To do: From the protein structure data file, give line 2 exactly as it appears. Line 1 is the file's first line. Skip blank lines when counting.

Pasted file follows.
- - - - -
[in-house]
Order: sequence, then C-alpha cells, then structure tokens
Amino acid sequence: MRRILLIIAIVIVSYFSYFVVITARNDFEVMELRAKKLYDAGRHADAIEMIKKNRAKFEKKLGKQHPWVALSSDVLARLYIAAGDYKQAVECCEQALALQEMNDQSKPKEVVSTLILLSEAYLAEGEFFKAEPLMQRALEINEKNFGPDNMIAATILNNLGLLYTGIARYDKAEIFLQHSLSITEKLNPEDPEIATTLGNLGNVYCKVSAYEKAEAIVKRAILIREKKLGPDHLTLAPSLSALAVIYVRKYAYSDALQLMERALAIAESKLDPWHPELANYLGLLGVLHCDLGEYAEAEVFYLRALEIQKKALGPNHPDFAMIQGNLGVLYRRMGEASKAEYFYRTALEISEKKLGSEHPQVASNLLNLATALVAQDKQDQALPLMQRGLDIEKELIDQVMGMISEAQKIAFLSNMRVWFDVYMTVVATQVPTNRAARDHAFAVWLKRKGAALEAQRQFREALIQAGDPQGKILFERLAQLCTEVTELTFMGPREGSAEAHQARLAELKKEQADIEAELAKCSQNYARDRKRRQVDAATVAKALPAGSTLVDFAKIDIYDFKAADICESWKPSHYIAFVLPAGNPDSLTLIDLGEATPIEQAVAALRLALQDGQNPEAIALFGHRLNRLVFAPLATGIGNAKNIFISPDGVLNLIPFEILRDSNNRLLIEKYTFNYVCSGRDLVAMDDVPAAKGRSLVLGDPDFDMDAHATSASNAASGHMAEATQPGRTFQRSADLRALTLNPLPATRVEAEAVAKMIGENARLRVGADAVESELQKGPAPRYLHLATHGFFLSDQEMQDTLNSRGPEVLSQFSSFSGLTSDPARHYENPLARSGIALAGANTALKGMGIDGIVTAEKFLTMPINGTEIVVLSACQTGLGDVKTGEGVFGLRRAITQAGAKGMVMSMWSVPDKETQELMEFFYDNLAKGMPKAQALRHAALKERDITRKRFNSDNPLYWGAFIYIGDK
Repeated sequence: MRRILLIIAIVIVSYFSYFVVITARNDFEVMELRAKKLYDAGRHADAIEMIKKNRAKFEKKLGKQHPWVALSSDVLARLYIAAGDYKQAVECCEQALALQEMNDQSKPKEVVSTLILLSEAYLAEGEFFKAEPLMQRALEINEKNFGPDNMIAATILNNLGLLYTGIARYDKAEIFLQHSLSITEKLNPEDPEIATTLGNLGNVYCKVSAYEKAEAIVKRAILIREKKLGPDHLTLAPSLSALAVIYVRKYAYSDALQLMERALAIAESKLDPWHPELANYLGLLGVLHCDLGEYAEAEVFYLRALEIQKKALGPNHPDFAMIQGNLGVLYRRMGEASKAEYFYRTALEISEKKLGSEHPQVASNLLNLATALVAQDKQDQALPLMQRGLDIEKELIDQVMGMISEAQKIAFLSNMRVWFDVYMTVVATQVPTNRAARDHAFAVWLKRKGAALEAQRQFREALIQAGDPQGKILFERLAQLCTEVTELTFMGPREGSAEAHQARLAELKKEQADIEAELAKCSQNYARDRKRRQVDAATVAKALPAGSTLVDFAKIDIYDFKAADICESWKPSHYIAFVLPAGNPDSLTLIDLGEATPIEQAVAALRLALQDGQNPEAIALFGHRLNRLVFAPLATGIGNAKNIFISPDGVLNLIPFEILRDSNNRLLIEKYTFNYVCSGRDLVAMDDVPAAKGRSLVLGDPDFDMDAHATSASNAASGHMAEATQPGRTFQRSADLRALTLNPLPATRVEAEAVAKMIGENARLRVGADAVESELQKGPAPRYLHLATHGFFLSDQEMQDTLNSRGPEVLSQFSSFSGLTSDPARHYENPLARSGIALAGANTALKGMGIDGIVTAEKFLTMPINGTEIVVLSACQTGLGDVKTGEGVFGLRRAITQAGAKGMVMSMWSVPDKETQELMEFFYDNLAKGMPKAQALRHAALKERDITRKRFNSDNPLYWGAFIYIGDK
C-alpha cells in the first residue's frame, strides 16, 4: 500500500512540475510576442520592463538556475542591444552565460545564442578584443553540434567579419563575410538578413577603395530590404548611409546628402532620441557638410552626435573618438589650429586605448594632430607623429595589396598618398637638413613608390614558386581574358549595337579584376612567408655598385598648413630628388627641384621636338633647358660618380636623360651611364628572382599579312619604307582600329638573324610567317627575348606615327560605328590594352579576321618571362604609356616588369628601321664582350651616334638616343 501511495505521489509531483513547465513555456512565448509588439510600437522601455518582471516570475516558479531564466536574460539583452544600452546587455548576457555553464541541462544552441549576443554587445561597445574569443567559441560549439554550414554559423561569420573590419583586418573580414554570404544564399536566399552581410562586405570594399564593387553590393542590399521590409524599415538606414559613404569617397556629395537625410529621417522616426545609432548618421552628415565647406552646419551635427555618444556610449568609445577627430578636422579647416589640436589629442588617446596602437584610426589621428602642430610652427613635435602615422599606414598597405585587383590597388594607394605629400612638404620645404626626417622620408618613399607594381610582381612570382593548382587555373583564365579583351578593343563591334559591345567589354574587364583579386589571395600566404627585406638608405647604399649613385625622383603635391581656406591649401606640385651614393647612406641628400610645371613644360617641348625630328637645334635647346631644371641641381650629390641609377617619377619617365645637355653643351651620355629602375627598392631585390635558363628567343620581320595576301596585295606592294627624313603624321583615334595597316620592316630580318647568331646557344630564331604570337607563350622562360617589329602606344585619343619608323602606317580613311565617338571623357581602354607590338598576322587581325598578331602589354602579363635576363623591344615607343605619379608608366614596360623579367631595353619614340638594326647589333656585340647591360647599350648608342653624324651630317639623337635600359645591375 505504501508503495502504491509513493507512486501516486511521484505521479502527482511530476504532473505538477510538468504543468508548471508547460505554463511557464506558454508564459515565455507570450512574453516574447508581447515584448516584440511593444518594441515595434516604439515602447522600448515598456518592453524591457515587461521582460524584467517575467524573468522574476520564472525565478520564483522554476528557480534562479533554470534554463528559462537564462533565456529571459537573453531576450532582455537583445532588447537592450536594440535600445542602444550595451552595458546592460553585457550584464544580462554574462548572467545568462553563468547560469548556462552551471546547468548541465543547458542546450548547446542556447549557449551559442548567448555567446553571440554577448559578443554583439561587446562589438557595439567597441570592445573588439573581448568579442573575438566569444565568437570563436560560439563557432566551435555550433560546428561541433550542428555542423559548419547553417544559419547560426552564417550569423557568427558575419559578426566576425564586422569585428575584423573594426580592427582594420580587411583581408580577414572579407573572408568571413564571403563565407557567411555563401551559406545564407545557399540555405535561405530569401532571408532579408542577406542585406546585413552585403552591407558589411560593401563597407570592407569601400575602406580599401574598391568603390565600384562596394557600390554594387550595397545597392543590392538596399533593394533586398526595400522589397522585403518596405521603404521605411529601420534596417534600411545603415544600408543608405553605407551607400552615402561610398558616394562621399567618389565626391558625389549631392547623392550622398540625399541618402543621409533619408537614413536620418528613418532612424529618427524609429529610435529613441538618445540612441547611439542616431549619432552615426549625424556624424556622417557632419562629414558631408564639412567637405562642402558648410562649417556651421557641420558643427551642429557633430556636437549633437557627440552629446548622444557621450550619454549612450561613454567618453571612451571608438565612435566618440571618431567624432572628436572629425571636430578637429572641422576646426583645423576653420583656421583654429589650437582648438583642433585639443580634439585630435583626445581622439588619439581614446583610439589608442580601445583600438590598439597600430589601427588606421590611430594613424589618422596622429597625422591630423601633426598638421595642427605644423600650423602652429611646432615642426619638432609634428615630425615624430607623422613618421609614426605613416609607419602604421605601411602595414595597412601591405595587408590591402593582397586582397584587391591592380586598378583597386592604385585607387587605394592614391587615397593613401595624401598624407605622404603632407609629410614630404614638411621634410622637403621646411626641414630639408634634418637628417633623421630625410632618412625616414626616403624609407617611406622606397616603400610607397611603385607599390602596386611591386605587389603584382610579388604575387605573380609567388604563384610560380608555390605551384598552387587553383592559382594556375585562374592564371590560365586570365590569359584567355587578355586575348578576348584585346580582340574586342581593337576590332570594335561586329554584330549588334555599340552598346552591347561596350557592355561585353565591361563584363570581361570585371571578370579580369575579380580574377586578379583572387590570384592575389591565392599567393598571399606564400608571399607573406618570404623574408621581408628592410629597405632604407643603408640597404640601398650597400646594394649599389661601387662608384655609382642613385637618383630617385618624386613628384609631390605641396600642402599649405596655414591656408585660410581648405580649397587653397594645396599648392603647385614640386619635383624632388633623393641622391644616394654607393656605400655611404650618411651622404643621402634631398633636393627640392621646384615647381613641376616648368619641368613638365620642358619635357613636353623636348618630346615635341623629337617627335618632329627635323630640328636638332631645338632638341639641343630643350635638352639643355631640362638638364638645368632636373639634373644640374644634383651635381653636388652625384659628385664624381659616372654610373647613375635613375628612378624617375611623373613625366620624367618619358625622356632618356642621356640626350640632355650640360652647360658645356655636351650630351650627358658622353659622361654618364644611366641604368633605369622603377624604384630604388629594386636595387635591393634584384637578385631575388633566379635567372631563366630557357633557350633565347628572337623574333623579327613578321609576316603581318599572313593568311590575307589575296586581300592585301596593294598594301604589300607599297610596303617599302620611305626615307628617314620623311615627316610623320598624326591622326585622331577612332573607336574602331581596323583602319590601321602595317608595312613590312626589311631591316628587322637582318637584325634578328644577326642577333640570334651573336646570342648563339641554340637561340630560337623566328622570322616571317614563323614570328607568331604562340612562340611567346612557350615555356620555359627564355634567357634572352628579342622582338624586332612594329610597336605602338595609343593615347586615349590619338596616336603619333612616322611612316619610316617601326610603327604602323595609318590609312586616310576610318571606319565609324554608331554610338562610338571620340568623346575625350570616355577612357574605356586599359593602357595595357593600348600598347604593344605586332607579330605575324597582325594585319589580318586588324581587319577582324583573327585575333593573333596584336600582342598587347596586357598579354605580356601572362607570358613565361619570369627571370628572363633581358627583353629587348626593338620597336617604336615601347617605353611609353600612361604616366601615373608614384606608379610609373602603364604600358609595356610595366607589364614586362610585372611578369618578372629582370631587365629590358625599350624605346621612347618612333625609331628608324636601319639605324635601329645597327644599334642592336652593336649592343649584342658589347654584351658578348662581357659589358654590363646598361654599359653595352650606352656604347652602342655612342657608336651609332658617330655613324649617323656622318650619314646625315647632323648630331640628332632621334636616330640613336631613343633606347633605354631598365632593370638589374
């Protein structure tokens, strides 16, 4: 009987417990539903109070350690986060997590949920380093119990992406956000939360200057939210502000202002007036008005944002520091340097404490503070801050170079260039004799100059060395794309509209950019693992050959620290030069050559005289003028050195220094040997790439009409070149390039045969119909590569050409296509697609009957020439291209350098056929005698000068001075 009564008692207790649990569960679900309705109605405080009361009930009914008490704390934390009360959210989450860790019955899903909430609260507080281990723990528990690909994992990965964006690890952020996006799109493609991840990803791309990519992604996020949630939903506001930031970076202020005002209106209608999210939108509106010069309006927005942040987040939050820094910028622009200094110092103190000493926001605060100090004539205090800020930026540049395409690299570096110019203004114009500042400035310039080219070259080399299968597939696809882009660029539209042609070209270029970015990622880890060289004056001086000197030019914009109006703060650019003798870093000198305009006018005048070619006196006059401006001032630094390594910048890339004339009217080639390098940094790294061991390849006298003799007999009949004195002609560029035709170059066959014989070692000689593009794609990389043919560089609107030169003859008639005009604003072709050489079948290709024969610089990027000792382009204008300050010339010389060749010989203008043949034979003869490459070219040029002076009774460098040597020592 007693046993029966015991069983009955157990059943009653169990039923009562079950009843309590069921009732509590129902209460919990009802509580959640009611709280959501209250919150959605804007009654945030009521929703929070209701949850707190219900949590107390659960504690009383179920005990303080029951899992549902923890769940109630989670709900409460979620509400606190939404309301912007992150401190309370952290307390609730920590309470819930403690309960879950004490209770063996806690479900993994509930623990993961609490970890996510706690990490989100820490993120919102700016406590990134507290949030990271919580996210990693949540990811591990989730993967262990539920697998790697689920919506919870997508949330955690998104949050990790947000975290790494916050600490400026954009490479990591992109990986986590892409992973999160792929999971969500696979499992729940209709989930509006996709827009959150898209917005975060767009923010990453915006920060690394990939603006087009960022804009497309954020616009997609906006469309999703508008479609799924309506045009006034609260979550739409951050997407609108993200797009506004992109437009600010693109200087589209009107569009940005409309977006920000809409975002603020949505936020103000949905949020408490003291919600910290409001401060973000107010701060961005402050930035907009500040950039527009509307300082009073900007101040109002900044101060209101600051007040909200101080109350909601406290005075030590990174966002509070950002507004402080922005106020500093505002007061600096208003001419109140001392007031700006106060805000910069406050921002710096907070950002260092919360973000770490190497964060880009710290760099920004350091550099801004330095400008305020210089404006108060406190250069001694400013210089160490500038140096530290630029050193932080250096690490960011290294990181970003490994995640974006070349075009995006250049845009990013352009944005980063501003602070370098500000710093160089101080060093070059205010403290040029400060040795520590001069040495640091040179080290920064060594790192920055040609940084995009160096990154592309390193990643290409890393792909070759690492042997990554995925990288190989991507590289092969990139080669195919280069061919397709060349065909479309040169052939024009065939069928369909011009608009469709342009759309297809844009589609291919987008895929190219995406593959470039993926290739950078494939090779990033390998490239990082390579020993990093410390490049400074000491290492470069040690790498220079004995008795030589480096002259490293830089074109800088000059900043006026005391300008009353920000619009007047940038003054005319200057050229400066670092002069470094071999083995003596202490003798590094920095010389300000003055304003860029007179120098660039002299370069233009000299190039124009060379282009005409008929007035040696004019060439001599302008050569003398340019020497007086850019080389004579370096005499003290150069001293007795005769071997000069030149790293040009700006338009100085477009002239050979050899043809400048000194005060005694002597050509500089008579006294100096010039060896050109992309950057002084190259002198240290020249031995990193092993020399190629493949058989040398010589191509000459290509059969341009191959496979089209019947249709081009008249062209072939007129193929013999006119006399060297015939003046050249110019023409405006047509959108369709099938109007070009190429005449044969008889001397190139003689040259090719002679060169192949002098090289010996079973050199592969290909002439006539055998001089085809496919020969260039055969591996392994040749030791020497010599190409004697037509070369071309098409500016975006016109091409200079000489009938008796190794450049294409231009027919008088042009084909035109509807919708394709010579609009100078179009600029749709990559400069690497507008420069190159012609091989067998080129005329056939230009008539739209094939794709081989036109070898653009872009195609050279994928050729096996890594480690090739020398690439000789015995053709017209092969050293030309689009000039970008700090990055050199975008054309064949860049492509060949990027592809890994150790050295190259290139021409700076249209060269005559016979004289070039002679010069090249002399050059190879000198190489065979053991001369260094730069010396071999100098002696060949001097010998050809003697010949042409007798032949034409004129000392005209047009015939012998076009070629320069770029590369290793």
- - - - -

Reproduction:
Order: sequence, then C-alpha cells, then structure tokens